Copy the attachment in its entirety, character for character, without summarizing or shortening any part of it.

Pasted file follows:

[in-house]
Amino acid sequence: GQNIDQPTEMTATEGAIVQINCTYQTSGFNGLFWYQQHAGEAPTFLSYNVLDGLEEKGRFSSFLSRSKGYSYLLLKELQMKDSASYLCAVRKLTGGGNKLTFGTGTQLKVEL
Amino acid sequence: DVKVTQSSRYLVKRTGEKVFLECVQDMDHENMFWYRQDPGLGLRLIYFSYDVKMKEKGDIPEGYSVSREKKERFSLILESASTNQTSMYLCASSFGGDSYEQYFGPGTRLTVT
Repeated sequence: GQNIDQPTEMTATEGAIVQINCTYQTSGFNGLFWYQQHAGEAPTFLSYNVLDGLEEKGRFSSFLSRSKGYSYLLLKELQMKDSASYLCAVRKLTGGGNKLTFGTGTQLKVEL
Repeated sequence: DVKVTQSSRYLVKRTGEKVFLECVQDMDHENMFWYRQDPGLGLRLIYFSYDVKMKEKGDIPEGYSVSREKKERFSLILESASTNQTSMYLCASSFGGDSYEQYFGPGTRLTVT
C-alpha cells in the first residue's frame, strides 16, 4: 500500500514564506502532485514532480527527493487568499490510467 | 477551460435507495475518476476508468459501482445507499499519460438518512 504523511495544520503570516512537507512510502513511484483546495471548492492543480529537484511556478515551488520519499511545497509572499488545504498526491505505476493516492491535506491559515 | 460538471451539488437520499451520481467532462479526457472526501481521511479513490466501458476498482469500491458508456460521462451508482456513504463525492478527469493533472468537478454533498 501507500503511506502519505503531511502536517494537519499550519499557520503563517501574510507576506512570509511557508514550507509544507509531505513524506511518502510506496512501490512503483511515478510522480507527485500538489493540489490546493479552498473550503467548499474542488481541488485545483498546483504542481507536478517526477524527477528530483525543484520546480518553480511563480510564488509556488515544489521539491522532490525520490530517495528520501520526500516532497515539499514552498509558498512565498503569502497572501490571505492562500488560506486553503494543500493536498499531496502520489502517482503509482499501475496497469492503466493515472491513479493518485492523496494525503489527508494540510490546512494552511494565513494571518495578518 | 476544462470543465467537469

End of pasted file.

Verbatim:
[in-house]
Amino acid sequence: GQNIDQPTEMTATEGAIVQINCTYQTSGFNGLFWYQQHAGEAPTFLSYNVLDGLEEKGRFSSFLSRSKGYSYLLLKELQMKDSASYLCAVRKLTGGGNKLTFGTGTQLKVEL
Amino acid sequence: DVKVTQSSRYLVKRTGEKVFLECVQDMDHENMFWYRQDPGLGLRLIYFSYDVKMKEKGDIPEGYSVSREKKERFSLILESASTNQTSMYLCASSFGGDSYEQYFGPGTRLTVT
Repeated sequence: GQNIDQPTEMTATEGAIVQINCTYQTSGFNGLFWYQQHAGEAPTFLSYNVLDGLEEKGRFSSFLSRSKGYSYLLLKELQMKDSASYLCAVRKLTGGGNKLTFGTGTQLKVEL
Repeated sequence: DVKVTQSSRYLVKRTGEKVFLECVQDMDHENMFWYRQDPGLGLRLIYFSYDVKMKEKGDIPEGYSVSREKKERFSLILESASTNQTSMYLCASSFGGDSYEQYFGPGTRLTVT
C-alpha cells in the first residue's frame, strides 16, 4: 500500500514564506502532485514532480527527493487568499490510467 | 477551460435507495475518476476508468459501482445507499499519460438518512 504523511495544520503570516512537507512510502513511484483546495471548492492543480529537484511556478515551488520519499511545497509572499488545504498526491505505476493516492491535506491559515 | 460538471451539488437520499451520481467532462479526457472526501481521511479513490466501458476498482469500491458508456460521462451508482456513504463525492478527469493533472468537478454533498 501507500503511506502519505503531511502536517494537519499550519499557520503563517501574510507576506512570509511557508514550507509544507509531505513524506511518502510506496512501490512503483511515478510522480507527485500538489493540489490546493479552498473550503467548499474542488481541488485545483498546483504542481507536478517526477524527477528530483525543484520546480518553480511563480510564488509556488515544489521539491522532490525520490530517495528520501520526500516532497515539499514552498509558498512565498503569502497572501490571505492562500488560506486553503494543500493536498499531496502520489502517482503509482499501475496497469492503466493515472491513479493518485492523496494525503489527508494540510490546512494552511494565513494571518495578518 | 476544462470543465467537469